Dear SOE Student,
My name is Chidinma Ibemere. I had the privilege of studying Education Leadership and Policy (MSc.) as a 2022/2023 Think Big Scholar. It is my pleasure to write you this informal piece to welcome you to the prestigious School of Education, at the University of Bristol.
Firstly, I would love to humbly congratulate you on achieving this milestone. You have done well for yourself, and you should be proud of being a part of an exceptional community with a proven track record of academic and social achievements.
As you begin this new phase, it is not unusual to have mixed emotions. This may be the first time leaving your family or your comfort zone and it is absolutely normal to be anxious or uncertain. Well, I am here to assure you that you will be fine.
I have decided to share some tips that may be useful as you navigate this new experience. I hope it meets you well! (more…)
Despite the growing popularity of STEM and engineering education in recent years, it has been noticed that there is generally a lack of understanding of the engineering profession amongst the general public as well as parents and students. Additionally, the engineering industry has observed a decline in the quality of engineering students.1 When being asked to describe a good student, the most common terms are hardworking, being good in academics, submitting work on time, being regular, participating in-class activities, and achieving high grades, etc. However, However, these qualities do not guarantee success in becoming a good engineer.
For many who work in education, the summer break provides a welcome breathing space to clear those little jobs which we have been meaning to do for ages. It also gives us some time to look back and reflect.
As Director of our Education Policy and Research Service (EPRS), I have had a busy year – in a good way. In addition to summarising 110 research and policy reports, we have developed a new EPRS toolkit based on the Core Content Framework for Initial Teacher Training – we will be officially launching the toolkit in September, hoping to persuade many ITT institutions of its usefulness. (more…)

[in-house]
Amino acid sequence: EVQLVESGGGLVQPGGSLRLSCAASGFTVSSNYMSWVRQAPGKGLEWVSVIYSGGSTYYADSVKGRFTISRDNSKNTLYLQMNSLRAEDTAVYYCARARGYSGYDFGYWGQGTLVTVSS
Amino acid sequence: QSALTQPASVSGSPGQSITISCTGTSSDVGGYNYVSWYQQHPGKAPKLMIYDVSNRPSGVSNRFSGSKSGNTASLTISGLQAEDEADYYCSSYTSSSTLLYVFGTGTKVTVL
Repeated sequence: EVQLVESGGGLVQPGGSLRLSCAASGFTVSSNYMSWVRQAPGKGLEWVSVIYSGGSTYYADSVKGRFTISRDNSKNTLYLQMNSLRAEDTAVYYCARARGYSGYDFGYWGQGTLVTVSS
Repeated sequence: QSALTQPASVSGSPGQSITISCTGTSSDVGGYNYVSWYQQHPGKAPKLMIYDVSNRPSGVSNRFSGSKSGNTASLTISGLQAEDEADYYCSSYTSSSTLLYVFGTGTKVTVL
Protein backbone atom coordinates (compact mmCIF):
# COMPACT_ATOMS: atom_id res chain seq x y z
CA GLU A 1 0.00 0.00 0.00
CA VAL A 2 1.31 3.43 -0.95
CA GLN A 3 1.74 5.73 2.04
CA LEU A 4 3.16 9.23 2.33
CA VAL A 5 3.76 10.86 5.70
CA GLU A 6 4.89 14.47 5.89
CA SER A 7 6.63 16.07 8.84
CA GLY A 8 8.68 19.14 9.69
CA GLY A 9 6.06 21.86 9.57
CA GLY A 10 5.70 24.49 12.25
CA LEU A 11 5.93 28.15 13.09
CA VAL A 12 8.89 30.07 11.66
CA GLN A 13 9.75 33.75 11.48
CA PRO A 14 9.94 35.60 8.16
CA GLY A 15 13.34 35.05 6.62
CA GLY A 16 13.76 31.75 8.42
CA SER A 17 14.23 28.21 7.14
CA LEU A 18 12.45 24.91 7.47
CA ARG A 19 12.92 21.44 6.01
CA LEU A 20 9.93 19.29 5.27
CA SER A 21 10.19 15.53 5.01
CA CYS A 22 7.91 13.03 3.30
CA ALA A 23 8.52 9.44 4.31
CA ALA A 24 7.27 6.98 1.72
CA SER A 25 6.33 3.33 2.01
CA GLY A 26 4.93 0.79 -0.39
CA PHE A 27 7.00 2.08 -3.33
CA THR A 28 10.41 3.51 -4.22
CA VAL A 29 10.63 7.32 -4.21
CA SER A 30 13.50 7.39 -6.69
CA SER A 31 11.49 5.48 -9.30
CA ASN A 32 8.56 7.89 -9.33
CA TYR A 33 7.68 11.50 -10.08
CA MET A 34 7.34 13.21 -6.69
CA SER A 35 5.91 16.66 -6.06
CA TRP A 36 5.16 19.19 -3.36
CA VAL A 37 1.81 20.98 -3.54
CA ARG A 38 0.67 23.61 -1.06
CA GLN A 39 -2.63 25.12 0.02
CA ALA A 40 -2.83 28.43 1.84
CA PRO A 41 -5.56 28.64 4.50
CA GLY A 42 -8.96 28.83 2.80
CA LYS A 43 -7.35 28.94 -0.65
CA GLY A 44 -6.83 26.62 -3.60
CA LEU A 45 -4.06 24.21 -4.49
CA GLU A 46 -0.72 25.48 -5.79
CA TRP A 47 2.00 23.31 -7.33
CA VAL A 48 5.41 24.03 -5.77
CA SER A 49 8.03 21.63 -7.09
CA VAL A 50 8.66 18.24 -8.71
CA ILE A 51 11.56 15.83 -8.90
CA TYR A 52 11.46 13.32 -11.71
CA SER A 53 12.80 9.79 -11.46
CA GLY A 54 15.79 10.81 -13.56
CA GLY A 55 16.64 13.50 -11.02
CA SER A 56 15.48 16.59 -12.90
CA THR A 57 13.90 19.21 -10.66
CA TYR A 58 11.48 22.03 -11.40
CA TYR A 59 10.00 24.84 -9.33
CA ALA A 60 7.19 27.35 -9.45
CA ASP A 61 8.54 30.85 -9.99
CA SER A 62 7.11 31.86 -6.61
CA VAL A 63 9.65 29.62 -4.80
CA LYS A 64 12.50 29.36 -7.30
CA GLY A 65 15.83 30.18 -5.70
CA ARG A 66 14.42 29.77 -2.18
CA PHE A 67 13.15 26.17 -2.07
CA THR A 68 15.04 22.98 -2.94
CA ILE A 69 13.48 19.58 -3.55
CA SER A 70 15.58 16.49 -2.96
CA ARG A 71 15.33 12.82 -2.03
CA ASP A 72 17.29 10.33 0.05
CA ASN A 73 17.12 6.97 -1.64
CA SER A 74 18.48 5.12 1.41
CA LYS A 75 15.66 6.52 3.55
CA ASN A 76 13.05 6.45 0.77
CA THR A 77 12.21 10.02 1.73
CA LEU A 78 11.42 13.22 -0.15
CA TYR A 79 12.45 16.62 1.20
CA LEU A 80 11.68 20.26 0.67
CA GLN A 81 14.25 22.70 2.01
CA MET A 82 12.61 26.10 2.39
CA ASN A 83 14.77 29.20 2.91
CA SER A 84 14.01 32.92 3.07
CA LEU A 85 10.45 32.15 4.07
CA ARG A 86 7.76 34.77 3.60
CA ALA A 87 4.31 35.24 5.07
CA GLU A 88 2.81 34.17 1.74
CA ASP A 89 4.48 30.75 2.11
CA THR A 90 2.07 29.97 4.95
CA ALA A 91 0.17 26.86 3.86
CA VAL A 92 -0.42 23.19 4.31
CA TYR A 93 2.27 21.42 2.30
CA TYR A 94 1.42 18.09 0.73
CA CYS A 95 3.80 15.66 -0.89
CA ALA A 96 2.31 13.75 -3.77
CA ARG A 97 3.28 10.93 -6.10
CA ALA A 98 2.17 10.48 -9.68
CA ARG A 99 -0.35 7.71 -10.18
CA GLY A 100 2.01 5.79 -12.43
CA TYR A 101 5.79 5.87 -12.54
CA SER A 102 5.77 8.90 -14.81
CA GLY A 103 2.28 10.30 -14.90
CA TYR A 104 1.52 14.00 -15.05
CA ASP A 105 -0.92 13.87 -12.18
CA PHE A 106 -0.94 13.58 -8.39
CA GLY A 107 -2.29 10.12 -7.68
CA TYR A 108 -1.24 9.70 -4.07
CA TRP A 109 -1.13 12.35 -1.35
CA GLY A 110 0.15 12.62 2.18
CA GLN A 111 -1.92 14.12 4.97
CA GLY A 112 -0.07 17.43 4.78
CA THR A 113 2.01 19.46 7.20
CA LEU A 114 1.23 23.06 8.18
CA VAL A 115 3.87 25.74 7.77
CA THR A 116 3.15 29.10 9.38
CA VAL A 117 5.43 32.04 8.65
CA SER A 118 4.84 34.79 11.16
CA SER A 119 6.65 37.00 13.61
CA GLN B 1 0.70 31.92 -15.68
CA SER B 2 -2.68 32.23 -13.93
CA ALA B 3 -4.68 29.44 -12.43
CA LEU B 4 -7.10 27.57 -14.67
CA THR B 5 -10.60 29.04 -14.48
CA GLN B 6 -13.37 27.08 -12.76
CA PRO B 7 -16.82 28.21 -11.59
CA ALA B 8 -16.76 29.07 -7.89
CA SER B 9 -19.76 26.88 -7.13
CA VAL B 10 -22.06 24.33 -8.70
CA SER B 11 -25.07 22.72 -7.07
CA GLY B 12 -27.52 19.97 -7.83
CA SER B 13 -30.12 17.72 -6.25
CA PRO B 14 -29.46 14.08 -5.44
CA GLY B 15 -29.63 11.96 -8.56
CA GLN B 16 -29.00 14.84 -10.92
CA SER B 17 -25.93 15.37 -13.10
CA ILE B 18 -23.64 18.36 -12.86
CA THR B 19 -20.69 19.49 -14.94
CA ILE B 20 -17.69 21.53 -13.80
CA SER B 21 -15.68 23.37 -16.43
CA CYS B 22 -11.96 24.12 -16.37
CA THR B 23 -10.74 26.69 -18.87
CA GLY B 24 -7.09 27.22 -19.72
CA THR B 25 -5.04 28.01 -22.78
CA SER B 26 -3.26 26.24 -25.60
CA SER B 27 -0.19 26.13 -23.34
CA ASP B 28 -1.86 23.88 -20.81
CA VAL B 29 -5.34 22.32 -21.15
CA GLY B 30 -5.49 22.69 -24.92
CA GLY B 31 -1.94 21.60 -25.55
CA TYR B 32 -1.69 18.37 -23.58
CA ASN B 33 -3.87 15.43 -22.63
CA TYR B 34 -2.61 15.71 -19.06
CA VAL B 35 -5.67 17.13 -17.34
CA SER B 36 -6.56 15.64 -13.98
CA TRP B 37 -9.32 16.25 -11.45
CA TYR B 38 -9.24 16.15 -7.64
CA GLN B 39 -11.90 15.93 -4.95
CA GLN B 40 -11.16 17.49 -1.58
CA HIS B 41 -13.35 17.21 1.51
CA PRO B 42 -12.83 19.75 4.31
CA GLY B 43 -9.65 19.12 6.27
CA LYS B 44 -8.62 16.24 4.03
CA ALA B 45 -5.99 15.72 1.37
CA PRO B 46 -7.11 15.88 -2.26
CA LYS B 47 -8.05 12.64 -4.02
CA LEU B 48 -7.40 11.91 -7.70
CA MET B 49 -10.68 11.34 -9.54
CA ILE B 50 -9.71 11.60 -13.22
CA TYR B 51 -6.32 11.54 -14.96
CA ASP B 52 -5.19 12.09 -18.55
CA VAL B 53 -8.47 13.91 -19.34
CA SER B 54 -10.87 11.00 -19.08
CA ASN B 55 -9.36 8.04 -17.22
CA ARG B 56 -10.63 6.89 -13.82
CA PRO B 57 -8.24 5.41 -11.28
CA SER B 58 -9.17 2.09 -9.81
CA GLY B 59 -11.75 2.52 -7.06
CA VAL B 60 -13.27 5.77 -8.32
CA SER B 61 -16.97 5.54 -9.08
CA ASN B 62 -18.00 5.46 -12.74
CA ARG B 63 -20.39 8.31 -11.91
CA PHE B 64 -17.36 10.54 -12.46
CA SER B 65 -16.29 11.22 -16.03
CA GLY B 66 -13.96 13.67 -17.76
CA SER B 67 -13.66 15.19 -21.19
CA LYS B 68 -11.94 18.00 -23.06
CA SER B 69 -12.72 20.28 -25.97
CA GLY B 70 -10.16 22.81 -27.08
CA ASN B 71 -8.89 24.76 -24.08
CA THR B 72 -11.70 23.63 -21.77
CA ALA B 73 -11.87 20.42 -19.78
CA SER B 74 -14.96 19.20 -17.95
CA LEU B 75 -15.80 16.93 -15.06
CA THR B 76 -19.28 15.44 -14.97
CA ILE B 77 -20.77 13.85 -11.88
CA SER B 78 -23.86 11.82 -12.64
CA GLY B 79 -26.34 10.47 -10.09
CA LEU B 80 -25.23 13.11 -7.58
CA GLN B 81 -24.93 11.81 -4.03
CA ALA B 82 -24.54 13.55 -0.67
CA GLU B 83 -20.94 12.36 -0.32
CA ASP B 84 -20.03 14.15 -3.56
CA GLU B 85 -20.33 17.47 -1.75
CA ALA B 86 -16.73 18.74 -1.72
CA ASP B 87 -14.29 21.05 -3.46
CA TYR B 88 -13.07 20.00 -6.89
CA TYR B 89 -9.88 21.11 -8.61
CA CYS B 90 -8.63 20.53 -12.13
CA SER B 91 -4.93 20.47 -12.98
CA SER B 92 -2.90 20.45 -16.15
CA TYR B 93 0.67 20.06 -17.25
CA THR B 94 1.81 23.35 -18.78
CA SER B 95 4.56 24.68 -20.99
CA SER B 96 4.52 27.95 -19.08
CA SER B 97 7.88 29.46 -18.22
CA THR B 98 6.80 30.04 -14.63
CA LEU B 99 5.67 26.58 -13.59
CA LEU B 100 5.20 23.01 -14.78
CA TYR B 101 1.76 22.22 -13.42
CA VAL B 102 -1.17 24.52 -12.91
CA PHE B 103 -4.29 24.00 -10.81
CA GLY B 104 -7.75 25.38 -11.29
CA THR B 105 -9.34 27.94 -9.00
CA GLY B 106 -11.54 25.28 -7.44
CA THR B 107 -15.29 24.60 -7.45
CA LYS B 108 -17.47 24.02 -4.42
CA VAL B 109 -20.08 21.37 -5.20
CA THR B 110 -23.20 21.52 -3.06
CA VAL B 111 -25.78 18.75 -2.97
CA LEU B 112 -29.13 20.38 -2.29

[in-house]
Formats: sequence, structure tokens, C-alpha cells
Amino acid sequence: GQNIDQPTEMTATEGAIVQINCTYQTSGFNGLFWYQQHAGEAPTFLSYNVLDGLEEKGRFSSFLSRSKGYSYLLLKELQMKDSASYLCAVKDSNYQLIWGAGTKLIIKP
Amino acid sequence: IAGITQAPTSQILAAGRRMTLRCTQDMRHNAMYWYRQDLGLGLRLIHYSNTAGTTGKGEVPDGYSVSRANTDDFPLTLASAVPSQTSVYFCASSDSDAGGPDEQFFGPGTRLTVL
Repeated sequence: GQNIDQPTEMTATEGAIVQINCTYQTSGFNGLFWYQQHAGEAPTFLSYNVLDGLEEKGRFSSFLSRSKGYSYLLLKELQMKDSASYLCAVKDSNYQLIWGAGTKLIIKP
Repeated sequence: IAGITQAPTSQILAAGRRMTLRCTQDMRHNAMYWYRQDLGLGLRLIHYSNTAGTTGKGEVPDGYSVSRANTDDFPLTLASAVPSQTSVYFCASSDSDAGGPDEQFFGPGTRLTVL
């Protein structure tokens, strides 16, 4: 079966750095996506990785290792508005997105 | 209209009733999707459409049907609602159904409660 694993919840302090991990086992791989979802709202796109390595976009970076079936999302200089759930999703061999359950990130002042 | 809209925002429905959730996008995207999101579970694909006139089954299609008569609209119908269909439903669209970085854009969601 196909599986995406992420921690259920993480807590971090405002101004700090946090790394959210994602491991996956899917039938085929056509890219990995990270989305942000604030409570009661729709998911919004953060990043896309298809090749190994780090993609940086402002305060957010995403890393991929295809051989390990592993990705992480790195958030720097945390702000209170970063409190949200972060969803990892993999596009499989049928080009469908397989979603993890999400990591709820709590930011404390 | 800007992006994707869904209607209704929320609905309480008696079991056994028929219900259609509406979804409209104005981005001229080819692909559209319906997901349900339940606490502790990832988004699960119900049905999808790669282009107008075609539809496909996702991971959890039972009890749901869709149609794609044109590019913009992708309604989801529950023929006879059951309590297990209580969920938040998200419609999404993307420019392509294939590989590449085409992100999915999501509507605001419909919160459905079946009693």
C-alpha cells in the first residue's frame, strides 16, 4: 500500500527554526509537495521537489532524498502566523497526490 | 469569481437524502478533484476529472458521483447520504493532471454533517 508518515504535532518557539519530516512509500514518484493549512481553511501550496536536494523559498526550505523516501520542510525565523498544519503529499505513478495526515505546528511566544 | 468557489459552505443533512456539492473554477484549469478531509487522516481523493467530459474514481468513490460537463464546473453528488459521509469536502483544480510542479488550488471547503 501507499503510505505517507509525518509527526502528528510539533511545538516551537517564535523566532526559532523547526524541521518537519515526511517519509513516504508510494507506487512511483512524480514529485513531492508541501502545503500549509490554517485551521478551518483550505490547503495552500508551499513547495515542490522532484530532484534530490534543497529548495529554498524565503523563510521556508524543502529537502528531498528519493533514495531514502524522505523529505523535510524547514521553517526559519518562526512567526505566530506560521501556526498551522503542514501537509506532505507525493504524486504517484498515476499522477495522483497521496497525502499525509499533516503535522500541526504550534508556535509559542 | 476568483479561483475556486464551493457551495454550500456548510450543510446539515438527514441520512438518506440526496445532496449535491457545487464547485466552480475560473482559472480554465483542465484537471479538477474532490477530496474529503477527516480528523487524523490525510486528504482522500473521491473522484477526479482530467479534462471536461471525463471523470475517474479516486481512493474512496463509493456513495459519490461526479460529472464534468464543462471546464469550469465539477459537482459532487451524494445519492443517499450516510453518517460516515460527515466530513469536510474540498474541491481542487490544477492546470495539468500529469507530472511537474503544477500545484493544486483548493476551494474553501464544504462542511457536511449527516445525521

By Obiageri Bridget Azubuike – PhD in Advanced Quantitative Methods. School of Education. University of Bristol.
As part of my PhD, I embarked on an overseas visit sponsored by the SWDTP. My aim was to engage with a research organisation called TEP Centre whose work in education partnership, research, design, implementation, and evaluation of education programmes in Nigeria aligns closely with my research.
Among the planned activities during the visit, we organized a webinar where I had the privilege to present my preliminary research findings and moderate a panel discussion featuring three distinguished speakers. The panel discussion revolved around the topic of inequalities in post-primary education in Nigeria. (more…)
By Navin Kikabhai, School of Education, University of Bristol
Navin Kikabhai (University of Bristol) is collecting information for a research article to understand the challenges of public/academic engagement, and examine understanding and perspectives about the topic of conversation. Watch the video presentation ‘How educational systems respond to diversity, inclusion and social justice’, and answer a short questionnaire. (more…)
By Varshini Parthiban, MSc Education, School of Education, University of Bristol